Lameness is a very important animal welfare issue on dairy farms. Unfortunately there‘s still a lot to learn regarding the cause(s) of lameness from claw horn disorders, such as sole ulcers, sole hemorrhages, and white line disease.

Research knowledge from equine lameness (laminitis) has been generalized to dairy cows without taking into account the anatomical and physiological differences between horses and cows. Interestingly, the link between subclinical laminitis and claw horn disorders in the cow has been challenged in recent years. The current idea is that claw horn disorders are a result of a bruise within the claw horn capsule.

Poor housing conditions may increase the risk of bruising. The suspensory apparatus in cows is less developed than in horses so the digital cushion supports a greater proportion of the body weight in cows. The digital cushion is made up of mostly fat, is located underneath the distal phalanx, and is important in dampening compression of the corium tissue beneath the digital cushion.

It’s kind of like a running shoe for cows that absorbs the impact shock of every step a cow takes. The thickness of the digital cushion as measured by an ultrasound machine was strongly related to lameness in a Cornell study. Of the 501 cows evaluated, cows in the bottom 25% of digital cushion thickness had a prevalence of lameness that was 15 percentage points higher than cows in the top 25%. In addition, the digital cushion thickness was associated positively with body condition score; thinner cows had lower digital cushion thickness. Also, digital cushion thickness and body condition score decreased steadily until the 4th month of lactation when both reached their lowest value.

Knowing that cows mobilize fat from multiple locations in the body in early lactation, it is likely that cows mobilize fat from the digital cushion. Until recently it was believed that low body condition score was just a consequence of lameness due to decreased feeding time. However, European and American researchers suggested recently that low body condition may be a cause for, rather than a result of, lameness.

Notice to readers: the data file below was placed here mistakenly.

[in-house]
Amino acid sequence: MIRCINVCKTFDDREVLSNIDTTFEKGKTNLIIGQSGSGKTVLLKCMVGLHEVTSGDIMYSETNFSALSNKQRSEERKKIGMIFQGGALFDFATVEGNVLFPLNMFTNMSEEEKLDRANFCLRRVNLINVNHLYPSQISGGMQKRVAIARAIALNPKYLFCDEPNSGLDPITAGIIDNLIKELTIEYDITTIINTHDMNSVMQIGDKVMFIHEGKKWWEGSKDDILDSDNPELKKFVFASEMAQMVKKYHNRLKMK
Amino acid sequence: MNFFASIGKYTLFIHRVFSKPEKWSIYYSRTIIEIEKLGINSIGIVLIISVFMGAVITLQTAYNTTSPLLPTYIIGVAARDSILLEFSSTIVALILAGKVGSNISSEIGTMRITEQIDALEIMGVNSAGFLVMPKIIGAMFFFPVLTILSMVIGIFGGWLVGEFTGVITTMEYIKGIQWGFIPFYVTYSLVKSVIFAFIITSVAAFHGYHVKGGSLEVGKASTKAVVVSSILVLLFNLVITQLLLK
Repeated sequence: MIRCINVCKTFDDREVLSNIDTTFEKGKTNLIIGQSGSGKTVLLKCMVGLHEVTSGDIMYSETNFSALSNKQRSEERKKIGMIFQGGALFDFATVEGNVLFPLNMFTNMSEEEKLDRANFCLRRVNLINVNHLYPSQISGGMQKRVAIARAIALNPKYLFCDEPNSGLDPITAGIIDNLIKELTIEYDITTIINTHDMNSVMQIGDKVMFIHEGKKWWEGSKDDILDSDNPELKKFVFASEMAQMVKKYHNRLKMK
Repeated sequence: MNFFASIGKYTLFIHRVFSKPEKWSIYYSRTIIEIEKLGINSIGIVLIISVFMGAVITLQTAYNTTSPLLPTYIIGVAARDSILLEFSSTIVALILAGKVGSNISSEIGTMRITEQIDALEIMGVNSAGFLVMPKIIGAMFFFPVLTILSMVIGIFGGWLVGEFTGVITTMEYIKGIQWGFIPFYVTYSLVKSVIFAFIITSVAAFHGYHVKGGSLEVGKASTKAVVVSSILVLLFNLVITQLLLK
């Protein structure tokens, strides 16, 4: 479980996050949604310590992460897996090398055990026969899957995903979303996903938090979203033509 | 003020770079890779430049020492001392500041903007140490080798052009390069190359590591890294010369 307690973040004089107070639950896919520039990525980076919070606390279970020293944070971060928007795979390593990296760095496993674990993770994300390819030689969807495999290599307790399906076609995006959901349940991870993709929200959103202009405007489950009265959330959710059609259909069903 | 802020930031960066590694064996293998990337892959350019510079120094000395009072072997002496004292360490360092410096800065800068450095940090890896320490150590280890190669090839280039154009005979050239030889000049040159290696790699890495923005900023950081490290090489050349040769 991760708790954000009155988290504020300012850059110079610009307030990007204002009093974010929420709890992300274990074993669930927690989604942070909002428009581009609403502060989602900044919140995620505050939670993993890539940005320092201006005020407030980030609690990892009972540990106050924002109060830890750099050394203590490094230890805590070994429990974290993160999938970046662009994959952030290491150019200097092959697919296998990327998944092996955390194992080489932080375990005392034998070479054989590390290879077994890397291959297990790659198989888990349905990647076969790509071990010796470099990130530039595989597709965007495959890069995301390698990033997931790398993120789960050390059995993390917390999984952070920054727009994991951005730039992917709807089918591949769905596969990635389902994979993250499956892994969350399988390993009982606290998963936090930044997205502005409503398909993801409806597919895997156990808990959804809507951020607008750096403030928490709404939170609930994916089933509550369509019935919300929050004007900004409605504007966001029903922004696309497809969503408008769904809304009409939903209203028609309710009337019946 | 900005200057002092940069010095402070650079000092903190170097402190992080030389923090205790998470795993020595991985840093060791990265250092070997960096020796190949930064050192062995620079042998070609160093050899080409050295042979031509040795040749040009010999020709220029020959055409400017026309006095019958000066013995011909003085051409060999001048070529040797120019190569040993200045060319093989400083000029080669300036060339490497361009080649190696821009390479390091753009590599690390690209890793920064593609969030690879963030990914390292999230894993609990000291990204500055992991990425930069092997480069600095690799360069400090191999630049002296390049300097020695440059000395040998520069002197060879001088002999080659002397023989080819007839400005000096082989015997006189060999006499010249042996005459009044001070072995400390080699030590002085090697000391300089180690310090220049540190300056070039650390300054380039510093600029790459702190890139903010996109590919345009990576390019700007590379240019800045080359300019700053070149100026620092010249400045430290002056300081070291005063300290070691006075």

Lame cows don’t always reduce feeding time and only the most severely lame cows decrease feed intake. Some lame cows even increase their rate of feed intake. In a UK study with 1137 cows, it was found that low body condition (≤2 on a 1 to 5 scale) contributed to the development of horn related claw lameness in the following 2 or 2 to 4 months but not infectious claw diseases. In another UK study that followed 724 cows in one herd for 8 years, it was confi rmed that maintaining a body condition score ≥2.5 is ideal to minimize the risk of lameness. The challenge is balancing body condition loss in early lactation to support lactational performance and metabolic health vs. minimizing the risk of lameness. However, it’s clear that managing body condition during the transition period and early lactation is critical for animal welfare.